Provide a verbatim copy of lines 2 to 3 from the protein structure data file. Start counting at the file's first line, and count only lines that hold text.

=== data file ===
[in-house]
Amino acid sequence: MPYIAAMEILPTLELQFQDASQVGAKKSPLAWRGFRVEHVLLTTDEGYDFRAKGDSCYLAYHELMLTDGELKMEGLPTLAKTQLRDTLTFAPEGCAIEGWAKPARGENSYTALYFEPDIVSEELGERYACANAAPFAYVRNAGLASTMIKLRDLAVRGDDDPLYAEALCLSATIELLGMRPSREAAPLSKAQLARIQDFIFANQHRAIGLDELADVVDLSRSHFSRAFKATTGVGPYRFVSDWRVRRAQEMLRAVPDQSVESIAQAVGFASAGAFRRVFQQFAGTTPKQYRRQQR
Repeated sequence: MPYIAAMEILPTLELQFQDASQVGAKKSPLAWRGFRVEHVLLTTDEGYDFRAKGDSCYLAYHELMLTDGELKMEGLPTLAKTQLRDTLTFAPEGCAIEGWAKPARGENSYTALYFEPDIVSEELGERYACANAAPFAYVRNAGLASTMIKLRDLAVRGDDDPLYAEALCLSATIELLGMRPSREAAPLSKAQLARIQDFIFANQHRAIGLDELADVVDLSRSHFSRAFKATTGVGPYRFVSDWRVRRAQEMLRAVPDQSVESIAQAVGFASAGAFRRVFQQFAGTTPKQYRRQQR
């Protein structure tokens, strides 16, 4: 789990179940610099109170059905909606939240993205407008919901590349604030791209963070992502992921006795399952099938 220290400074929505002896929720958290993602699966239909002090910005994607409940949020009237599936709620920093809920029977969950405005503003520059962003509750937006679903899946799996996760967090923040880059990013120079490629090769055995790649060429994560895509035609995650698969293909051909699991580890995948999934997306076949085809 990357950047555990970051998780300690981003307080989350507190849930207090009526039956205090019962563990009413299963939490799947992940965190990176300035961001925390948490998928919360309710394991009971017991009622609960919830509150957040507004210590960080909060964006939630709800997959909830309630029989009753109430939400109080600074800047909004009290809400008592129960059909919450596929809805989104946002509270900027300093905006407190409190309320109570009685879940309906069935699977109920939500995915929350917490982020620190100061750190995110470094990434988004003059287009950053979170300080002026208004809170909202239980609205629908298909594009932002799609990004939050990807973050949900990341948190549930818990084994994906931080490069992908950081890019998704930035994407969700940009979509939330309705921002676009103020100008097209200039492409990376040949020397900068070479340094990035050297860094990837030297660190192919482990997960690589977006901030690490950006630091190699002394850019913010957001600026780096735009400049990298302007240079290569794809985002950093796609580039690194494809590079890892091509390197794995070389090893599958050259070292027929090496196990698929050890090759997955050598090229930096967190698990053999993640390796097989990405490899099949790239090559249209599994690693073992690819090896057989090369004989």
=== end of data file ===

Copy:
Amino acid sequence: MPYIAAMEILPTLELQFQDASQVGAKKSPLAWRGFRVEHVLLTTDEGYDFRAKGDSCYLAYHELMLTDGELKMEGLPTLAKTQLRDTLTFAPEGCAIEGWAKPARGENSYTALYFEPDIVSEELGERYACANAAPFAYVRNAGLASTMIKLRDLAVRGDDDPLYAEALCLSATIELLGMRPSREAAPLSKAQLARIQDFIFANQHRAIGLDELADVVDLSRSHFSRAFKATTGVGPYRFVSDWRVRRAQEMLRAVPDQSVESIAQAVGFASAGAFRRVFQQFAGTTPKQYRRQQR
Repeated sequence: MPYIAAMEILPTLELQFQDASQVGAKKSPLAWRGFRVEHVLLTTDEGYDFRAKGDSCYLAYHELMLTDGELKMEGLPTLAKTQLRDTLTFAPEGCAIEGWAKPARGENSYTALYFEPDIVSEELGERYACANAAPFAYVRNAGLASTMIKLRDLAVRGDDDPLYAEALCLSATIELLGMRPSREAAPLSKAQLARIQDFIFANQHRAIGLDELADVVDLSRSHFSRAFKATTGVGPYRFVSDWRVRRAQEMLRAVPDQSVESIAQAVGFASAGAFRRVFQQFAGTTPKQYRRQQR